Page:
Sunday, 19 January 2014

Touchololu Touch Button And MCP23017 Emulation ...

Touchololu Touch Panel For Huxley #710
The capacitive touch button interface allowed the smooth lines of the Curvy Panelolu case, developed for Huxley #710, to be maintained. But needed two chips and why have two when one will do? To solve the problem of having an MCP23017 16-Bit I/O Expander  and the touch interface chip. I upgraded the touch controller from a 16F1825 to a 16F1829 device in an SSOP 20 format to obtain more input output pins. This also enabled use of the integrated I2C support and allow emulation of the MCP23017 in software as the 16F1829 has a higher clock speed.

Having previously developed the touch sensors, the remaining area to be addressed was to develop software to support the emulation. It would have been possible to implement a new protocol in Marlin but the decision was taken to make the unit hardware compliant, where practicable, with the Panelolu 2 display and the Liquid TWI software interface for Arduino; i.e. as per the Adafruit Arduino LCD interface hardware based on an MCP23017.

Implementing a full emulation of the MCP23017 is possible but time consuming and probably not
necessary as it's usual that only a subset of available features are used in an application. So an analysis of the Liquid TWI software enabled only the registers used on the MCP23017 to be concentrated on. The analysis revealed 6 registers addressed through Bank 0 addressing scheme. Being IODIRA = 0x1F, INTFA = 0x1F, GPIOA = 0xXX, GPIOB = 0xXX, OLATA - 0xXX and OLATB = 0xXX. The last two depend on the data written to the port. i.e. OLATA is the LCD display data and control lines.
Touchololu I2C example nibble write to LCD

The MCP23017 register handling within the 16F1829 micro controller is performed in the interrupt service routine in order to respond in a timely manner to the I2C data. The micro controller has a hardware I2C decoder and data capture register which will generate an interrupt when a byte has been sent by the host device. By activating the appropriate interrupts a software routine keeps track of the Read or Write requests and then performs the necessary action in the micro controller to emulate functions usually carried out by the MCP23017. For example MCP23017 PORT B writes are moved to the micro controllers PORTC as the micro controller does not have 8 data bits available on the input / output pins for any other port.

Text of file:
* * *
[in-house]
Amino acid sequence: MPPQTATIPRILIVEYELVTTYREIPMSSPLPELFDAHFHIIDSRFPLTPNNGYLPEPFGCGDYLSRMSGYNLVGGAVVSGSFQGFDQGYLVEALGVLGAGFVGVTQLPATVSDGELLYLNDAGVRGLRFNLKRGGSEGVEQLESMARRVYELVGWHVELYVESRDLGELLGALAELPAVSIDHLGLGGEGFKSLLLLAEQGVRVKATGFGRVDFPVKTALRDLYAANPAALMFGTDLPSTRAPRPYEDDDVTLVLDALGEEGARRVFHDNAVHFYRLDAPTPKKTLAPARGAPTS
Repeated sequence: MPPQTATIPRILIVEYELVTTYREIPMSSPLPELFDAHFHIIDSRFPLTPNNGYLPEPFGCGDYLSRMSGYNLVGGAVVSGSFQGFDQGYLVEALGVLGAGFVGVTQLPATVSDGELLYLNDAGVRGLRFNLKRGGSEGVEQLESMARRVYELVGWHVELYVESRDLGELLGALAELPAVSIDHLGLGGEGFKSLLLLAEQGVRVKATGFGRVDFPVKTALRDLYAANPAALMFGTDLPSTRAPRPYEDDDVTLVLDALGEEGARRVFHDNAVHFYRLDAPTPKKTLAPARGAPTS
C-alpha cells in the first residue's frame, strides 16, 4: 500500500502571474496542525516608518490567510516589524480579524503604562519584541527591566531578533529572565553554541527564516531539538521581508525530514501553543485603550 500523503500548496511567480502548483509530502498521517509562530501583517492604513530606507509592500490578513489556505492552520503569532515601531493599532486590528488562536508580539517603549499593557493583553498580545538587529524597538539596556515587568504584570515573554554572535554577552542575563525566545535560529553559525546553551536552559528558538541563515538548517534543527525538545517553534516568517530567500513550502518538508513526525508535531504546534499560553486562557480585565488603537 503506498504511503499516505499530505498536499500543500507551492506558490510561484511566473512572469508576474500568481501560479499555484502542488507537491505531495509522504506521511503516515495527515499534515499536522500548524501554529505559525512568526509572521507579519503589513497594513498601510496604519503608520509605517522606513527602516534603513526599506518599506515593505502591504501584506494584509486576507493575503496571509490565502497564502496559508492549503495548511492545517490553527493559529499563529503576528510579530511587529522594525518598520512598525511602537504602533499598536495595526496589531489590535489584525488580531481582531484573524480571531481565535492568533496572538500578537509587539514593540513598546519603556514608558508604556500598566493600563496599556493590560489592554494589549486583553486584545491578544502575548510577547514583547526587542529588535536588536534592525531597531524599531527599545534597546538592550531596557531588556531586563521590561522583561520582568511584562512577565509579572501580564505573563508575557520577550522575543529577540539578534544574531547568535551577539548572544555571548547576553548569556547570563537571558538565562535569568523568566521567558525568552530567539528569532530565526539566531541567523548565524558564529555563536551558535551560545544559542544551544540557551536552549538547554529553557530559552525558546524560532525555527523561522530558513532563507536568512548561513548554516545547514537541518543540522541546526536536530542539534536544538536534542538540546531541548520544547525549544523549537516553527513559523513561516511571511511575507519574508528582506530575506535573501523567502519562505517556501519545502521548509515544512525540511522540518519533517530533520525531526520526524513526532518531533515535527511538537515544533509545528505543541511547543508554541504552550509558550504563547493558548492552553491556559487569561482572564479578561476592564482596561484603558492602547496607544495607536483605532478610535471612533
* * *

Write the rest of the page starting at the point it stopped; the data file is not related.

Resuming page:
I decided not to implement LED's as I find the display sufficiently informative of the status of the system.

To assist with debugging, a full set of the MCP23017 registers is maintained in the micro controller memory. With only those functions needed, having support code written for them. Being re-programmable updates can be made to extend support if needed.

Touchololu I2C Connection To Host
Having a micro controller allows extra flexibility to be added. So the firmware allows modification of button response, button sense and base address of the device to be modified using the firmware. So for example the Touchololu micro controller I2C address defaults to 0x20 and can be set through the Touchololu. Note that in 0.1 the software uses the code written to the I2C register in the 16F1829 so shows 0x40 which equals 0x20. The majority of the code is taken up by support for menus and menu configuration options.

Testing of the code was performed using both Marlin on the Sanguinololu and also using an Arduino with test code provided with the Liquid TWI library. The test code in the Liquid TWI library runs the I2C display at different communication speeds. This was to expose the Touchololu software of the MCP23017 emulation too at least two pieces of software.

Touchololu 0.1 Programming With Microchip PicKit 3